Tokyo Stock Exchange Plunges After Russia’s Putin Invades Ukraine

Nikkei stock exchange Ukraine • Nikkei 225 • Nikkei • Russia • TYO • Vladimir Putin • Stock

On Thursday, the Nikkei stock market index fell below 26,000 for the first time since November 2020, as Russian President Vladimir Putin announced a special military campaign in eastern Ukraine.

The Nikkei Stock Average, which has 225 issues, fell 478.79 points, or 1.81 percent, to 25,970.82, its lowest closing level since Nov. 20, 2020. The Japanese financial markets were closed for a national holiday on Wednesday.

The Tokyo Stock Exchange’s wider Topix index of all First Section stocks closed 23.50 points, or 1.25 percent, down at 1,857.58. Air transportation, rubber products, and glass and ceramics difficulties were the biggest detractors.

Investors sought the perceived safety of the yen after events in Ukraine, traders said, and the dollar slipped to the mid-114 yen area from around the 115 yen line.

Tokyo equities extended their five-session losing run as the market remained under pressure due to fears about Ukraine. Following news that Moscow had initiated a military campaign in Ukraine, the Nikkei index plummeted in the afternoon, briefly shedding nearly 600 points.

Expectations that Moscow’s military intervention would hamper Russia’s energy supplies caused crude oil prices to skyrocket. For the first time since September 2014, benchmark Brent oil futures momentarily crossed $100 per barrel.

“Following the disclosures, market players became more risk apprehensive. As long as the situation remains ambiguous, the Nikkei index might lose further ground as fresh developments emerge “NLI Research Institute’s chief equities strategist, Shingo Ide, stated.

Investors, according to Ide, are concerned that ongoing geopolitical tensions will fuel inflation as crude oil prices rise higher.

“Investors are concerned that rising energy prices would cause the economy to cool. Another fear is that the Federal Reserve of the United States may substantially tighten its monetary policy in response to a probable spike in inflation “Ide said.

Putin’s pledge of a “special military operation” in eastern Ukraine came despite last-minute pleas from Western countries to avoid a conflict in Europe’s heartland.

Fears of a large-scale Russian invasion and its impact on the global economy have rocked major financial markets around the world, with the Dow Jones Industrial Average falling for the fifth day on Wednesday.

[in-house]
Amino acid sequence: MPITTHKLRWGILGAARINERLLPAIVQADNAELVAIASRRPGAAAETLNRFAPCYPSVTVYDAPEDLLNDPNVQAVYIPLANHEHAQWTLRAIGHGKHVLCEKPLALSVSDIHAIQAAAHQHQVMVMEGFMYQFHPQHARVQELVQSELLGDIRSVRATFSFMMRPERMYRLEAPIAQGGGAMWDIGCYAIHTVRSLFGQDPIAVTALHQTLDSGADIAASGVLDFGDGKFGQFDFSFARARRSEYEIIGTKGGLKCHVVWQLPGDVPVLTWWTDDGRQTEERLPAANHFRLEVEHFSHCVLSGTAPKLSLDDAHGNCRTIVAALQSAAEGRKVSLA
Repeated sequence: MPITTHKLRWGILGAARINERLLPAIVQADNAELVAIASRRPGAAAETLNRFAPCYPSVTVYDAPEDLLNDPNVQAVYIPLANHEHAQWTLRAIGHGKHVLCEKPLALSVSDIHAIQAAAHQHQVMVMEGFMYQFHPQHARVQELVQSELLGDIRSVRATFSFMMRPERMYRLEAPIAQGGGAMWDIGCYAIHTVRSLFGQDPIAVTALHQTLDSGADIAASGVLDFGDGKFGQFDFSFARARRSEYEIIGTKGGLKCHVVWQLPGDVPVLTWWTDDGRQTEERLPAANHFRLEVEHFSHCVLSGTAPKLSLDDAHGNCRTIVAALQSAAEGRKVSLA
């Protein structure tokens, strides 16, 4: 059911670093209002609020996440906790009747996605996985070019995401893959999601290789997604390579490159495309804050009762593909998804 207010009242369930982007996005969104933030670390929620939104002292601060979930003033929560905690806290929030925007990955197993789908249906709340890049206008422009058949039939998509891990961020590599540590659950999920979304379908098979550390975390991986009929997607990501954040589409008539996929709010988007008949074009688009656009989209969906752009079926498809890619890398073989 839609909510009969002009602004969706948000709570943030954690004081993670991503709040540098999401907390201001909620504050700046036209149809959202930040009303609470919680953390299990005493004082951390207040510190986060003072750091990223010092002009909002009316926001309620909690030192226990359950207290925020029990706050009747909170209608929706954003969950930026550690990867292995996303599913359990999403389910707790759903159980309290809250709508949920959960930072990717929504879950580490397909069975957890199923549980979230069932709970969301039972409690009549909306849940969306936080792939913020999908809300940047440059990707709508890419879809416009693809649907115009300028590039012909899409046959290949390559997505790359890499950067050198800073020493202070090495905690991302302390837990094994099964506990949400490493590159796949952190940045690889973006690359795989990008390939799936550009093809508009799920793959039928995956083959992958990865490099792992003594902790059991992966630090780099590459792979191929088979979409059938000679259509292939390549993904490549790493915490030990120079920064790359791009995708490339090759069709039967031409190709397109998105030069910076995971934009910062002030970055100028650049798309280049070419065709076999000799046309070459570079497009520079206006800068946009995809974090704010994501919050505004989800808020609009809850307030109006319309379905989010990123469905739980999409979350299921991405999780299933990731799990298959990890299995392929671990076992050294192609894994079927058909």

Kiev Attack
Kiev Blast

Declining issues outnumbered advancers 1,294 to 824 in the First Section, with 64 issues ending unchanged.

Rubber product issues were weak due to fears that increasing raw material costs would hurt the rubber industry’s bottom line.

Bridgestone slid 266 yen, or 5.4 percent, to 4,682 yen, while Yokohama Rubber fell 80 yen, or 4.7 percent, to 1,615 yen.

According to brokers, certain technology-related stocks declined due to losses on the Nasdaq index in the United States. Fanuc, a producer of industrial robots, sank 1,160 yen, or 5.4 percent, to 20,255 yen, while Screen Holdings down 590 yen, or 5.4 percent, to 10,320 yen.

The main section’s trading volume increased to 1,594.12 million shares from 1,138.93 million shares on Tuesday.

Fears of a full-scale invasion in eastern Europe rose after Russian President Vladimir Putin ordered a “military action” in Ukraine. Tokyo equities finished substantially down on Thursday (Feb 24).

The Nikkei 225 index slid 1.81 percent to 25,970.82, or 478.79 points, while the broader Topix index declined 1.25 percent to 1,857.58 points.

During afternoon trade, market expert Hirofumi Yamamoto of Toyo Securities told AFP that Putin’s remark “is spurring additional selling” by investors seeking short-term gains.

“However, if the situation does not escalate into a Russian occupation of all of Ukraine, the market is unlikely to deteriorate,” he continued.

According to AFP journalists, more headlines came in during late Tokyo trading as explosions were reported in Ukraine’s capital, Kyiv, and many other places.

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